Among all pregnant women, 152 (64.4%) were multigravida, and 84 (35.6%) were primigravida. A majority of the women 104 (68.4%) had interpregnancy gap of more than two years. More than half of the pregnant women 123 (52.1%) were in their third trimester followed by those in their second 74 (31.4%) and in their first 39 (16.5%). Most (93.6%) of the participants had no history of hyperemesis gravidarum during the current pregnancy. Some of the study participants 68 (28.8%) were taking iron folate during this pregnancy, but a majority 168 (71.2%) of them did not take iron folate. More than half 147 (62.3%) of the participants had meal ≤ three times a day, and 89 (37.7%) had four times and above. Nutritional status was evaluated by MUAC, and 236 of the respondents were measured; 44 (18.6%) had MUAC of less than 21 cm, and 192 (81.4%) had MUAC within normal limits (≥21 cm) (Table 2).


VariablesCategoriesFrequency, NPercentage (%)

GravidityPrimigravida8435.6
Multigravida15264.4
Gestational age1st trimester4016.5
2nd trimester7431.4
3rd trimester13252.1
Interpregnancy gap for multigravida<2 years4831.6
≥2 years10468.4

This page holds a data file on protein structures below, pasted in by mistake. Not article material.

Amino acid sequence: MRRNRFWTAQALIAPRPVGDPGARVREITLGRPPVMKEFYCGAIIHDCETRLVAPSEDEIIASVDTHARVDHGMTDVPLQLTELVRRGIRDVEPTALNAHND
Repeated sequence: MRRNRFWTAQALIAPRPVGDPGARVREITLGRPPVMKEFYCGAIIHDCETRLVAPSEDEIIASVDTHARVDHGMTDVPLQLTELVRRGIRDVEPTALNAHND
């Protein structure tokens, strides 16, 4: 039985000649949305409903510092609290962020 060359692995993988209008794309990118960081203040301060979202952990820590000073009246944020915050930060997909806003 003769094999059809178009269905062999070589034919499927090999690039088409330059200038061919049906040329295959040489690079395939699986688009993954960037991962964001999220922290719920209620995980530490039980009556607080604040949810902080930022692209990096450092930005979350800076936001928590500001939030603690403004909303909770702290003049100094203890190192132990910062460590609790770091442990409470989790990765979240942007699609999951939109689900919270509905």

Iron pills taken during this pregnancyYes6828.8
No16871.2
Frequency of diet per day≥4 times8937.7
≤3 times14762.3
Mid-upper arm circumference (MUAC)≥21 cm19281.4
<21 cm4418.6
Intestinal parasiteYes4920.2
No18779.8

3.3. Prevalence of HP Infection

Based on the serology IgG test for diagnosis of HP, 129 participants (54.7%) were found positive. The prevalence of HP infection is presented in Figure 1.

3.4. Prevalence of Anemia

The participants’ Hb level was used to determine the presence or absence and stage of anemia. Hb concentration of the study participants ranged from 7 to 14 gm/dl, with a mean (±SD) of 11.45 ± 1.58 gm/dl. The overall burden of anemia among the study participants was 65 (27.5%) with 15.2% mild, 12.3% moderate, and no severe cases (Figure 2).